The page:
A helping hand: Communities supporting each other through crisis

  • Posted: 11 Jun 2020

Thrive owns and operates multiple renewable energy projects across the country and the communities who host our projects are important to us. As a responsible business, we wanted to help them during the Covid-19 pandemic.

Back in March, we allocated £21,000 from our voluntary Community Benefit Programme and savings made on business travel during the lockdown, to donate to local groups coming together to respond to the hardship created by the crisis. We worked with national energy charity the Centre for Sustainable Energy to administer the funds quickly and efficiently and consulted local communities on where the support would create the greatest benefit.

Foodbanks

When the UK went into lockdown, many people’s lives changed drastically overnight. The Trussell Trust reports the need for emergency food parcels increased by 89% compared with last year, including a 107% increase in parcels given to children. It is unsurprising then that many of the suggestions from local communities was for the donations to go to foodbanks.  Run by dedicated staff and volunteers, they are often the last resort for many vulnerable people affected by the pandemic.

“The money will go towards purchasing the essential items we need to help those people that are in crisis. We have seen a dramatic increase in numbers since the coronavirus outbreak. Thousands of people have been hit extremely hard financially some will not be able to return to work as the business will no longer exist. We are here to help those people. The donation you have provided has made this possible.” Sam, Lowestoft Foodbank

Aberdeenshire North Foodbank, located close to our Auchtygills and Clayfords wind farms, received a donation from Thrive to help support their operations.

“Thank you so much! In terms of what the money will support us to do it will help us meet the increased demand we are seeing across our foodbank to provide emergency food for those experiencing food poverty. We have seen a 75% increase since lockdown of people not having enough money to buy food - we have provided 1,433 emergency food parcels, 984 to adults and 449 to children since lockdown began. We have changed our model and are now working a full delivery model so financial support also helps provide this service.” Debbie, Aberdeenshire North Foodbank.

Morcombe Bay Foodbank has also been experiencing high demand and the funds went to keeping their operations running such as electricity, rent and vehicle maintenance, something which has become even more vital as many self-isolating will be relying on food parcel deliveries.

Tackling isolation

As we all know, tragically care home residents have been especially hard hit by the pandemic. Their increased vulnerability has led to many homes shutting their doors to visitors in order to protect residents, leading to feelings of isolation and loneliness. Technology can help alleviate these feelings by helping residents connect virtually with their loved ones no matter the distance.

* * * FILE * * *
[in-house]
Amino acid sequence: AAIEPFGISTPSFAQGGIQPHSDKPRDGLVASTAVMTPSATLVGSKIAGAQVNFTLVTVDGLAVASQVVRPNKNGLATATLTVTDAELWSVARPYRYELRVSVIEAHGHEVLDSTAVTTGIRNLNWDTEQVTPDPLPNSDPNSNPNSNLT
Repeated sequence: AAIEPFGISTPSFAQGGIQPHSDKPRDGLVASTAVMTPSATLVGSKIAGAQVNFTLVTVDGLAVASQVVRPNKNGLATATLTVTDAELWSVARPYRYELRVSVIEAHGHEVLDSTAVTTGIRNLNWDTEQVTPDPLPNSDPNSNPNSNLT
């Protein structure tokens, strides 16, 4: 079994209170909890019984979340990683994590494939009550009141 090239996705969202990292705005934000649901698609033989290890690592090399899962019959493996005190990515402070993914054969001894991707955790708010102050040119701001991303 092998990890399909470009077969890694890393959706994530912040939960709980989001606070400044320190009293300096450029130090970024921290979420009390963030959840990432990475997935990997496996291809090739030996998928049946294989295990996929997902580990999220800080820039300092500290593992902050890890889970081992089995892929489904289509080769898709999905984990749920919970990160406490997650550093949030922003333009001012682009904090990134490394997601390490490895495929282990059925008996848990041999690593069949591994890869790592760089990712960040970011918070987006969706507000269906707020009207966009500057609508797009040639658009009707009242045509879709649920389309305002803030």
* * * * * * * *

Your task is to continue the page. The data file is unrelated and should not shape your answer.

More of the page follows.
Smiddybrae Activities Association is an organisation which works with Smiddybrae House, a residential care home near our Sigurd wind farm on Orkney. They fundraise to provide activities and trips for the residents and received a grant from Thrive. David, Chair of Smiddybrae Activities Association said:

“Firstly I would like to thank you again for the donation which enabled us to buy a further two iPad Pros for the Smiddybrae Residents. This has been greatly appreciated by the residents and their families and in particularly in these unprecedented times where visiting is restricted. The iPads enhance the opportunity for residents to maintain contact with their loved ones and the community. By having increased technology available the staff at Smiddybrae can continue to support the residents to engage in physical activity stimulation and inter-generational sessions. It also ensures that residents have access to allied professionals to maintain their health and wellbeing, and supports person-centred care during the pandemic.”

Supporting home learning

Home learning has been a huge change in many peoples lives since lockdown. Many parents have had to learn to juggle both working from home as well as becoming a teacher to their children. Home learning can be very challenging for parents and children alike, but Blackridge Primary School Parents Council are working to try to help. The school is located near to Drumduff wind farm in West Lothian, Scotland, a joint venture with the Scottish based renewable energy company, GreenPower. The parents’ council received a joint donation from Thrive and GreenPower to create home activity packs for every child at the school, providing ready-made ideas for stretched parents and much needed activities for bored kids. Clare from the parents’ council said:

“We cannot thank you enough for this support, as soon as we finish collating the first lot of packs, we will begin on the summer holiday baking packs. Our parents are so very grateful.”

 

Banner image courtesy of Morcombe Bay foodbank 

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Volunteer from Helensburgh & Lomond foodbank collecting donations
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Emma from Bristol NW foodbank orgnaising donations
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volunteers from Helensburgh & Lomond foodbank
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Resident from Smiddybrae house with their new iPad
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Operations at Aberdeenshire North foodbank